American literature owes a lot to its black authors, the people who illuminated some of the most dramatic issues of the past. You need to familiarize yourself with those works to be able to understand the cultural and historical past of America better. Here is a list of some of the best black authors in the history of American literature and the works that brought them local fame and global recognition because of the harsh reality they uncover.
Octavia Butler, Kindred
Octavia Butler was and still is one of the most treasured black authors in America. Writing science fiction, she was the very first person to receive a MacArthur Fellowship, which is also known as the “Genius Grant.” She is most famous for her book called Kindred. The latter tells the story of Dana, a young black woman who lives in 1976 but gets to travel back in time where she sees a Civil War-era plantation in Maryland. Dana travels to and from, exploring what life was like in times of extreme oppression. With the help of this novel, Octavia Butler managed to incorporate slave narratives, bring up the question of racial oppression and the dark past the African-American community had to deal with before standing up for its human rights.
Yaa Gyasi, Homegoing
Yaa Gyasi is a modern Ghanaian-American novelist who received world recognition in 2016, with the debut of her novel, Homegoing. The book got numerous accolades, including the American Book Award and the National Book Critics Circle’s John Leonard Award. The novel presents the story of two half-sisters, Esi and Effia, born in Ghana in the 18th century. The two sisters are born in two different villages and what makes their life completely different is that one of them marries a British slaver, while the other one gets shipped to America as a slave. Each chapter in the novel is devoted to a new descendant of the two sisters, showing how their life unravel depending on the conditions that surrounded the birth of their ancestors. Being one of the brilliant books by black authors, this book will help you see the harsh reality that stands behind slavery and the people who had to go through it, trying to give their descendants a better life.
James Baldwin, Go Tell It on the Mountain
James Baldwin is one of the greatest Black writers in the history of American literature. In his works, Baldwin discussed such topics as race, class, masculinity, and sexuality, all of which intertwined with the main political movements in 20th-century America. Go Tell It on the Mountain is among his most notable pieces, which was also his first book. It tells the story of a teenager who is born and gets to grow up in 1930s Harlem. The story shows the family he is raised by, the psychological influence of religious thinking, and the violence that surround him. To an extent, the book is autobiographical as it highlights how the teen’s identity goes through change under the pressure of his strict step-father, who is also a Pentecostal minister. Quite similarly, Baldwin himself was raised by a step-father who was a Baptist pastor.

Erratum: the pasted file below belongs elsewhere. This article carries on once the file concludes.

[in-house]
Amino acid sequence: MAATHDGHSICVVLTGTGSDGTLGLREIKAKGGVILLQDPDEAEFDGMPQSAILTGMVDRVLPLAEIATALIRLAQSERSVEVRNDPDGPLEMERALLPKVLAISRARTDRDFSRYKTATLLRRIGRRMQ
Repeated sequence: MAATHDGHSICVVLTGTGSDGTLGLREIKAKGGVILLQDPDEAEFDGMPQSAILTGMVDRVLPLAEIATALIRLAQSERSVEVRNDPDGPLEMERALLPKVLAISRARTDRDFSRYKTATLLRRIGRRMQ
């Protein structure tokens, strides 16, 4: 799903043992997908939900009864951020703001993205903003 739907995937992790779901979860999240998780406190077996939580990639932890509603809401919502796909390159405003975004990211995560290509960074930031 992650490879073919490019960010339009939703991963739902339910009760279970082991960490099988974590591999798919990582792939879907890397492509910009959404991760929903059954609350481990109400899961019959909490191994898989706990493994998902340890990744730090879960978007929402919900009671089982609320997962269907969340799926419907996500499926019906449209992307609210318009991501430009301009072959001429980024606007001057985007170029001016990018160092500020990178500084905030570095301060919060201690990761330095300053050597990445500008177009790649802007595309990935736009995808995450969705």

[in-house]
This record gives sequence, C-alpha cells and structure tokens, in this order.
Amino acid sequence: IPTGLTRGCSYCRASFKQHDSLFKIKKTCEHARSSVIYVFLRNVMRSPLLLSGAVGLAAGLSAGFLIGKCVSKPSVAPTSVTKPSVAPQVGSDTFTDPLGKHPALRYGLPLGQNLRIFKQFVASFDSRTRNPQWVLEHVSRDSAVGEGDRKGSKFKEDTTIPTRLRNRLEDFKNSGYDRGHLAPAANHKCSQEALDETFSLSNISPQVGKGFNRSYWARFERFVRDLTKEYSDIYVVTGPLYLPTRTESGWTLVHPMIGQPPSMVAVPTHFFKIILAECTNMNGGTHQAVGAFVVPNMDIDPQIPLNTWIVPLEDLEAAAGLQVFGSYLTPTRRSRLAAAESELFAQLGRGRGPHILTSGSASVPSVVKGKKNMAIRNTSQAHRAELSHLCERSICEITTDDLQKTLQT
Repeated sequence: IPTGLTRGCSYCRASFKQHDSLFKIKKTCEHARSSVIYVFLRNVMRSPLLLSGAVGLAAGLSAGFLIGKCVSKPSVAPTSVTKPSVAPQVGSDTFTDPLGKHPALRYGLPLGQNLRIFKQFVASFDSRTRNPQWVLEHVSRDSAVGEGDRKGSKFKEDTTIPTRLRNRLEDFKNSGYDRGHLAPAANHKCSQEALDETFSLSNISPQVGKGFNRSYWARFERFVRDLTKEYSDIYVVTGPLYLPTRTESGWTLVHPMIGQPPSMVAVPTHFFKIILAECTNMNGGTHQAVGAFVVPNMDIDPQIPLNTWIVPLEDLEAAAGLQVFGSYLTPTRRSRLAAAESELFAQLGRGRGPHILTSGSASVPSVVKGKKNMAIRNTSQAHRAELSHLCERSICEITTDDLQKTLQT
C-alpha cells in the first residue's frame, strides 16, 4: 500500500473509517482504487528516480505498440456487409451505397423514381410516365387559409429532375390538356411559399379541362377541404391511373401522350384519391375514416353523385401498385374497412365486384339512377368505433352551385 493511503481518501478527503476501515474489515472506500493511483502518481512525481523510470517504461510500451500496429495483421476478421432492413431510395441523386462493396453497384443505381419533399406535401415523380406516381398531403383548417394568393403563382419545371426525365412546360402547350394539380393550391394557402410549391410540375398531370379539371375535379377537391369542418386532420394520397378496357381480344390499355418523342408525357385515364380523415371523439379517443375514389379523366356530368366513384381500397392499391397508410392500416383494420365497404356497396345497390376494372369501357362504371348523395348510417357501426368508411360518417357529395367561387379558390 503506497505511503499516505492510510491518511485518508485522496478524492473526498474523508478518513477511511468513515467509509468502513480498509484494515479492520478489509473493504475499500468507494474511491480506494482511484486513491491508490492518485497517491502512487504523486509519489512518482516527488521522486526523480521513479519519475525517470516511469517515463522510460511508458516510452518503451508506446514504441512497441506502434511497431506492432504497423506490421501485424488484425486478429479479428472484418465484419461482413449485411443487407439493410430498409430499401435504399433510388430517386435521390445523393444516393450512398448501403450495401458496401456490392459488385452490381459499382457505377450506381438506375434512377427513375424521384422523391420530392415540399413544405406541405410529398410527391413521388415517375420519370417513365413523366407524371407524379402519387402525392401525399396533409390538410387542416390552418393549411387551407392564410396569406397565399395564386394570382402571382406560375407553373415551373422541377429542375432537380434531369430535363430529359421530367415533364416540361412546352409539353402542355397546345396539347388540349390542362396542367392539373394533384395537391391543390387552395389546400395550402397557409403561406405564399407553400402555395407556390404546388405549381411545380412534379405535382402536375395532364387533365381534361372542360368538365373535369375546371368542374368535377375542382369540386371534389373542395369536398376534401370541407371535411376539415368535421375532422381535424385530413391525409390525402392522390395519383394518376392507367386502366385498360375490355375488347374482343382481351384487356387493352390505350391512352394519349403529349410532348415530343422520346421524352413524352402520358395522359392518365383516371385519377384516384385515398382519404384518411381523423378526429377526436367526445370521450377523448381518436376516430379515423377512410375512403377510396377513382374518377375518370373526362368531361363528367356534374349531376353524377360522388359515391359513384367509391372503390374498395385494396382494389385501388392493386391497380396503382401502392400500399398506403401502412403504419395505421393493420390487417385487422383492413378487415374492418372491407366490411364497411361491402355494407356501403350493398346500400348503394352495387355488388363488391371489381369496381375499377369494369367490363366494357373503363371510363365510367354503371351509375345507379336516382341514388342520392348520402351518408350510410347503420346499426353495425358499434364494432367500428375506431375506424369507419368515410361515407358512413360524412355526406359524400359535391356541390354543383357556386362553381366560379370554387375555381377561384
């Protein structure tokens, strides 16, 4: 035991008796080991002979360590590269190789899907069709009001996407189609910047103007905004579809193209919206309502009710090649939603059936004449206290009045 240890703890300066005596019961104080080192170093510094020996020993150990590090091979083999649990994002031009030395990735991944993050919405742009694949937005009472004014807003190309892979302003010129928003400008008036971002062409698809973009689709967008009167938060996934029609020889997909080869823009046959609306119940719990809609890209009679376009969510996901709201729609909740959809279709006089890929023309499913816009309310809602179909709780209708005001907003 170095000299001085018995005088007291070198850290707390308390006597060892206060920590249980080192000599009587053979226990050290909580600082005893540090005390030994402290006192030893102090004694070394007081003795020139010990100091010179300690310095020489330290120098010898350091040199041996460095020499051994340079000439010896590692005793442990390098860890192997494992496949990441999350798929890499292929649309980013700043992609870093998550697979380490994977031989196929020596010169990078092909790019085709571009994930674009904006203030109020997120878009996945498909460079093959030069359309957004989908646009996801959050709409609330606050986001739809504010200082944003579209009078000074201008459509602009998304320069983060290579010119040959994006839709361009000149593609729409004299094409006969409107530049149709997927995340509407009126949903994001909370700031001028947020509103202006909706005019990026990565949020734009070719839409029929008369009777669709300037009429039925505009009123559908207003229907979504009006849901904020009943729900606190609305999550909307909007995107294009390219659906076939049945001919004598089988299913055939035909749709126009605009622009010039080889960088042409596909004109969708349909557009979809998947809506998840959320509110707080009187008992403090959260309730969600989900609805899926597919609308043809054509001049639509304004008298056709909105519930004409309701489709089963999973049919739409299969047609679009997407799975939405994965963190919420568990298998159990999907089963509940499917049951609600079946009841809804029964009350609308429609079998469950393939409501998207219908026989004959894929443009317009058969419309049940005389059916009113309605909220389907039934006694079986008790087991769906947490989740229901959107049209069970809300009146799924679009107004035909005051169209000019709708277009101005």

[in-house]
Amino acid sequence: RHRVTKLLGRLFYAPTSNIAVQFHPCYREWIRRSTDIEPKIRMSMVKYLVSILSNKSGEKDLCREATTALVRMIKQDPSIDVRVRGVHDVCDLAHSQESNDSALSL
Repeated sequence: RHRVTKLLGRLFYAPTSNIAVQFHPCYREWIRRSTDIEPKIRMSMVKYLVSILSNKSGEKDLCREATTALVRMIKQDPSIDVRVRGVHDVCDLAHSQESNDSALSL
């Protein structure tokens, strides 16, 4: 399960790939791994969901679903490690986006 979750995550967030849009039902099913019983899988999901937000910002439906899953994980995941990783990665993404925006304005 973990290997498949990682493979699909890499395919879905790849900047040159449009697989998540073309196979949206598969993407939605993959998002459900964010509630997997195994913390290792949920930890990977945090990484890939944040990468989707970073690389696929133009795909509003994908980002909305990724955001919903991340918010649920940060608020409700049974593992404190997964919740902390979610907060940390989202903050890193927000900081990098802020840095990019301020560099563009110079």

Ralph Ellison, Invisible Man
Ralph Ellison was a famous American novelist who authored Invisible Man, which won National Book Award for Fiction in 1953. The novel appeals to multiple intellectual and social issues African-Americans had to deal with in the early twentieth century. The story is narrated by a nameless character who grows up in and represents the Black community of the time. He gets expelled from his college and goes on to become the leader of a Black nationalist group, which highlights the topic of black nationalism that was thriving at the time. Along with numerous social issues, the protagonist has to deal with some challenges related to his personal identity and individuality. It is this abundance of topics in focus that makes this book a very exciting and insightful read.
Lorraine Hansberry, A Raisin in the Sun
Lorraine Hansberry was a notable American writer and playwright. She was actually the very first African-American female author whose play got performed on Broadway. A Raisin in the Sun is a play that tells the story of a black family living in Chicago and trying to cope with the struggles that come their way, many of them being caused by their race. The matriarch of the family, Lena, gets a good insurance check which causes drama around the purpose the money should serve: everyone in their family has their own aspirations and dreams that need some funding, but the money is not enough to satisfy everyone and provide them with a safe future. The question on the table is how to manage that money properly and whether it is even possible.